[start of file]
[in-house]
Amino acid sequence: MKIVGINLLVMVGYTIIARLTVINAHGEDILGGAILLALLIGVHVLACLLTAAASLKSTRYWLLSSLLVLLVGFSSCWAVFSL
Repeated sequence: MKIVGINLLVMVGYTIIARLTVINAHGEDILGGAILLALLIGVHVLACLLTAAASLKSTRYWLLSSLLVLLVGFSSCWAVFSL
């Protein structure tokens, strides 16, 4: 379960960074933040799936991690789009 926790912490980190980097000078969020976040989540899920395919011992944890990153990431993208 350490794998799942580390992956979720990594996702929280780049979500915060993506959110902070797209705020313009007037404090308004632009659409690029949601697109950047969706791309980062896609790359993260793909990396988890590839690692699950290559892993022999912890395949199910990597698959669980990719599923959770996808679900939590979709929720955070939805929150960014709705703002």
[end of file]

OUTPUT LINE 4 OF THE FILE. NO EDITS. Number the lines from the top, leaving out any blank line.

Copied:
């Protein structure tokens, strides 16, 4: 379960960074933040799936991690789009 926790912490980190980097000078969020976040989540899920395919011992944890990153990431993208 350490794998799942580390992956979720990594996702929280780049979500915060993506959110902070797209705020313009007037404090308004632009659409690029949601697109950047969706791309980062896609790359993260793909990396988890590839690692699950290559892993022999912890395949199910990597698959669980990719599923959770996808679900939590979709929720955070939805929150960014709705703002």